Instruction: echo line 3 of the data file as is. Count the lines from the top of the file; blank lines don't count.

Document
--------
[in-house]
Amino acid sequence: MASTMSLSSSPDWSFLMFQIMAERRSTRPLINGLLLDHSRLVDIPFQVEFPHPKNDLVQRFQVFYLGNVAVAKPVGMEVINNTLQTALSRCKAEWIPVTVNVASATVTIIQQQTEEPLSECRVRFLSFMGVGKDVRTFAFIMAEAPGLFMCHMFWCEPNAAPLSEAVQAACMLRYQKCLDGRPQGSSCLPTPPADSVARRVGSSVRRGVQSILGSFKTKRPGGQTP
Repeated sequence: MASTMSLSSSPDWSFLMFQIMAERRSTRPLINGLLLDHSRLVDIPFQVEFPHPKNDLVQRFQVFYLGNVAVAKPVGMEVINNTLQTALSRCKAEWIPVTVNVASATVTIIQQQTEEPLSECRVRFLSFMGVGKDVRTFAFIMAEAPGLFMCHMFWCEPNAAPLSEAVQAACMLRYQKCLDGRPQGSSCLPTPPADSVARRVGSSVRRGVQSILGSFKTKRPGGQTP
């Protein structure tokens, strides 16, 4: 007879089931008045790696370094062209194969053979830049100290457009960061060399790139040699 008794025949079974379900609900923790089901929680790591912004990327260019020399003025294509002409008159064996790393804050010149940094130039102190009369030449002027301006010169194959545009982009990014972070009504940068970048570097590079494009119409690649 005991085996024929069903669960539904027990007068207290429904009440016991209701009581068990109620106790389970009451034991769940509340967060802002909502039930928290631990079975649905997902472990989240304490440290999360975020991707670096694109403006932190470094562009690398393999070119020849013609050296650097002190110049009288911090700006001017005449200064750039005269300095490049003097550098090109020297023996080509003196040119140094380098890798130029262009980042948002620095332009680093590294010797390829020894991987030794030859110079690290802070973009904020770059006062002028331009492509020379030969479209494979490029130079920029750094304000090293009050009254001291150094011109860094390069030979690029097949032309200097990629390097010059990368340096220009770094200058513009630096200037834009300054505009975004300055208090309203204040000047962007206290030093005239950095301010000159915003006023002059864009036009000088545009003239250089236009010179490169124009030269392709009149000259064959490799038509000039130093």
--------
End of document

Repeated sequence: MASTMSLSSSPDWSFLMFQIMAERRSTRPLINGLLLDHSRLVDIPFQVEFPHPKNDLVQRFQVFYLGNVAVAKPVGMEVINNTLQTALSRCKAEWIPVTVNVASATVTIIQQQTEEPLSECRVRFLSFMGVGKDVRTFAFIMAEAPGLFMCHMFWCEPNAAPLSEAVQAACMLRYQKCLDGRPQGSSCLPTPPADSVARRVGSSVRRGVQSILGSFKTKRPGGQTP